American goalie Ron Scott of
Michigan State on a penalty shot in
overtime. Scott prevailed and the
Spartans went on to win 4-3 on a goal
by Mark Hamway.
THIS YEAR HAMWAY, Scott and
Hills are gone, but their teams,
Bowling Green and Michigan State,
have returned for another shot at the
title. First, however, they'll have to
make it through some tough com-
petition in the semifinals.
The Bowling Green squad, curren-
tly ranked third in the nation, will
have to face a hot Western Michigan
team in the semi's at 8 p.m. tonight.
The Falcons, who easily finished on
the top of the CCHA standings with a
22-4-2 league mark and then
eliminated Lake Superior in the
opening round of the playoffs, are
led by centers Dan Kane (24 goals,
41 assists) and John Samanski
Western, meanwhile, has used a
potent offense sparked by Dan
Dorion (41 goals, 48 assists) to go 11-
3-1 in its last 15 games and knock off
Northern Michigan at Marquette to
make it to the final four. Dorion has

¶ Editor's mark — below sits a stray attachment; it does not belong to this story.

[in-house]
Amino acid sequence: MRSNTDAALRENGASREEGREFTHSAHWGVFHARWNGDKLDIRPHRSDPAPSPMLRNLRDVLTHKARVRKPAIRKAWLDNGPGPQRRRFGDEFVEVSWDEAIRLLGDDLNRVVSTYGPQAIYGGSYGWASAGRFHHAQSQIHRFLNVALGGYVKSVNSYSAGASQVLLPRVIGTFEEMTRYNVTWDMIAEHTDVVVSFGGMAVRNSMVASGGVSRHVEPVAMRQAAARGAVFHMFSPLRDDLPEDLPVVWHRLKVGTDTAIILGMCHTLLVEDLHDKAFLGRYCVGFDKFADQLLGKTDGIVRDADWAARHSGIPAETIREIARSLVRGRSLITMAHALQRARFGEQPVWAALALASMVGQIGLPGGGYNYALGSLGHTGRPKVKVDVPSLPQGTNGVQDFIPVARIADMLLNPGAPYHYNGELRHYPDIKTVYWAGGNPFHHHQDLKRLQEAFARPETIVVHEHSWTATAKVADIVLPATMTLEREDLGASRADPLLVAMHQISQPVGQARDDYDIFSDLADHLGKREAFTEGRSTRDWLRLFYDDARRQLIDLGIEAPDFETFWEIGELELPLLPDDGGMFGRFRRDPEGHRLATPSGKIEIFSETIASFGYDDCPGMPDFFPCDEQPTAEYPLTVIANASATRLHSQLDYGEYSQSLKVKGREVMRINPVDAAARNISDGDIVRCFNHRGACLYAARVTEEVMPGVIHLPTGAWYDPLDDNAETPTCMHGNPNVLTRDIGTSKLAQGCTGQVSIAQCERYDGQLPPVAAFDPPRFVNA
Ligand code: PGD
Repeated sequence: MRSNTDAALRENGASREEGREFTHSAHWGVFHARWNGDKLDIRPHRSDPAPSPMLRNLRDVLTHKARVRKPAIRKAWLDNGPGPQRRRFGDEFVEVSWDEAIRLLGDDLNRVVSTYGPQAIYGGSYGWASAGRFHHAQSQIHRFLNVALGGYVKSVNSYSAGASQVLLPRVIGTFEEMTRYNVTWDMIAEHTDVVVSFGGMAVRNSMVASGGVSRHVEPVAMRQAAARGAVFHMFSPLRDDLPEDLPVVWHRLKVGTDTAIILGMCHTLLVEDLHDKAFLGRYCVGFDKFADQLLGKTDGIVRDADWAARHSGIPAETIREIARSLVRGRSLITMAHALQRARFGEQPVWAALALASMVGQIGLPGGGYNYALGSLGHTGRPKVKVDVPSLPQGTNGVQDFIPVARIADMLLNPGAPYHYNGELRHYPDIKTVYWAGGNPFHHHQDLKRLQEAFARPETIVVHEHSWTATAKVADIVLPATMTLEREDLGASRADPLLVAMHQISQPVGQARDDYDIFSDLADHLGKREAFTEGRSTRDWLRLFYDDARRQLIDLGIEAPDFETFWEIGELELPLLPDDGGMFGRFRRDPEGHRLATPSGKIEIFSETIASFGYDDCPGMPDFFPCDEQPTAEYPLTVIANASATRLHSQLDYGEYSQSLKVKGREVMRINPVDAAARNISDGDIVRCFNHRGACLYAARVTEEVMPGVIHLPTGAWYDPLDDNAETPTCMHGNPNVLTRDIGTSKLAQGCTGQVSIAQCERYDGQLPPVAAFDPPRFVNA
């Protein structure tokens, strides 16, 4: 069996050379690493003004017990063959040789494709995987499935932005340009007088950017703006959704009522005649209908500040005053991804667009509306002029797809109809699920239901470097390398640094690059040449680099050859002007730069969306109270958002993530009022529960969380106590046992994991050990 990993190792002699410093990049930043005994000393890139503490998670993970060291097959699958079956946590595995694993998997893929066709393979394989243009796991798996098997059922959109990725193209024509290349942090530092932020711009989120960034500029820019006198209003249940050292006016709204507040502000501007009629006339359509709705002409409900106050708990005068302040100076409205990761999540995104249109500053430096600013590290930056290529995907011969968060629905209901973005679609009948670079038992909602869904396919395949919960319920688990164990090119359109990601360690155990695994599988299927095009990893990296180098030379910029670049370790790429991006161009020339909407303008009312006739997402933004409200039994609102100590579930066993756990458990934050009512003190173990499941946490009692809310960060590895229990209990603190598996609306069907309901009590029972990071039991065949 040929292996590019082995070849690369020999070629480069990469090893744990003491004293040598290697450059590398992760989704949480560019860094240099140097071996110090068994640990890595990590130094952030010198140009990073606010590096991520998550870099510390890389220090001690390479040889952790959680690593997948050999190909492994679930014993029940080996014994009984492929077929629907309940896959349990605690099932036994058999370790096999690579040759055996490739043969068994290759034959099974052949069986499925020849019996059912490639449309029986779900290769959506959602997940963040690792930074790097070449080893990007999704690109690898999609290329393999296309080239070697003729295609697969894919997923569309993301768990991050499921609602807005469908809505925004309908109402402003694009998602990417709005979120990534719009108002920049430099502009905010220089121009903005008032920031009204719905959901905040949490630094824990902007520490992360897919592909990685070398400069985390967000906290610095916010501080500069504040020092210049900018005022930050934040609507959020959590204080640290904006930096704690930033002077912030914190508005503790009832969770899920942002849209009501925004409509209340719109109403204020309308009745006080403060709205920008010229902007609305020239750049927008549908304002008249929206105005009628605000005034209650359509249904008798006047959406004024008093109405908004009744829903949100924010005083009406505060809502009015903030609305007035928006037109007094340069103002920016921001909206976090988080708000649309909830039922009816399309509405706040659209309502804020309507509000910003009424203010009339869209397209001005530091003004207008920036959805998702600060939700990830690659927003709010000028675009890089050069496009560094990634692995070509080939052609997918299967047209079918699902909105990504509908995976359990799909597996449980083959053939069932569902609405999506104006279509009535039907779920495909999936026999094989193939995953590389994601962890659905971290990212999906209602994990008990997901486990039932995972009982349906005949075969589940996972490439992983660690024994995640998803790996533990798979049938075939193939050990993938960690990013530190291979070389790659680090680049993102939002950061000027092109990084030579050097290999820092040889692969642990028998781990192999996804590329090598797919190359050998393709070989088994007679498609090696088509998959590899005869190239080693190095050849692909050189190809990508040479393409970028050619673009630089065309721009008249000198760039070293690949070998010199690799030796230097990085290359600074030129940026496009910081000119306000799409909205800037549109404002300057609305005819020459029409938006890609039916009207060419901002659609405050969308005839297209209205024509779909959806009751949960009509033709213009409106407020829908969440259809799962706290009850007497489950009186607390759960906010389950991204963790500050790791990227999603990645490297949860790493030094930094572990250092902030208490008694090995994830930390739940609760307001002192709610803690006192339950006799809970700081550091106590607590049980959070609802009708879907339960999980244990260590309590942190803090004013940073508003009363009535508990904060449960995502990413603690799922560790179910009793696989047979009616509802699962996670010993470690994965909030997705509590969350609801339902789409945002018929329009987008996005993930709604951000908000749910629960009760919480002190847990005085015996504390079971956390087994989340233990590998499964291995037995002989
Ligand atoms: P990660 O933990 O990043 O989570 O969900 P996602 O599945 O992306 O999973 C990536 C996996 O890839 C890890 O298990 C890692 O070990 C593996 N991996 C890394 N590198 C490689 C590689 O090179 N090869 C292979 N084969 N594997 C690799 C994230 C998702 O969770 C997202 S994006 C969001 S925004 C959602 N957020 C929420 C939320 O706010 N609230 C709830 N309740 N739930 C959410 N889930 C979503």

scored in43straight games.
IN THE OTHER semifinal contest
at 5 p.m. tonight, the sixth-ranked
Spartans meet the high-powered of-
fense of number five Ohio State.
Last year, the teams met in the
semi's with Michigan State coming
out on top, 8-3. This year though,
things should be a little closer.
The teams finished in a virtual tie
for second place with identical 21-9
records and split their only series of
the year. In addition, the winner
probably will get one of the CCHA's
two bids to the NCAA playoffs.
The Buckeyes sport- four of the'
top six scorers in the league, led by
Paul Pooley (32 goals, 63 assists)
who broke the CCHA single season
assist record and whose 95 points are
one shy of the league mark. Pooley's
twin brother Perry (39,39), left wing
Dave Kobryn (23,50) and right wing
Andy Browne (37,32) follow in third,
fourth and sixth places.
Freshmen Craig Simpson (13
goals, 35 assists) and Bill Shibicky
(16, 30), top the Spartans in points.
By SCOTT, SALOWICH
Special to the Daily
DETROIT - Detroit's playoff
starved hockey fans got a big push in
the right direction last night as they
saw their Red Wings beat the St. Louis
The scrappy Wings out-hustled their
Norris Division rivals and increased
their hold on second place to three poin-
ts over idle Chicago.
TWO SECOND PERIOD power play
goals by Ron Duguay and Reed Larson
put Detroit ahead to stay. Larson, the
game's first star, added another goal
just 38 seconds into the third period.
"Absolutely no way-do we have a lock
on a play-off spot," said Wing's Coach
Nick Polano. "But I like our chances and
I like the way my team is playing," he
Rookie of the year candidate Steve
Yzerman continued his fine play by ad-
ding a goal and an assist.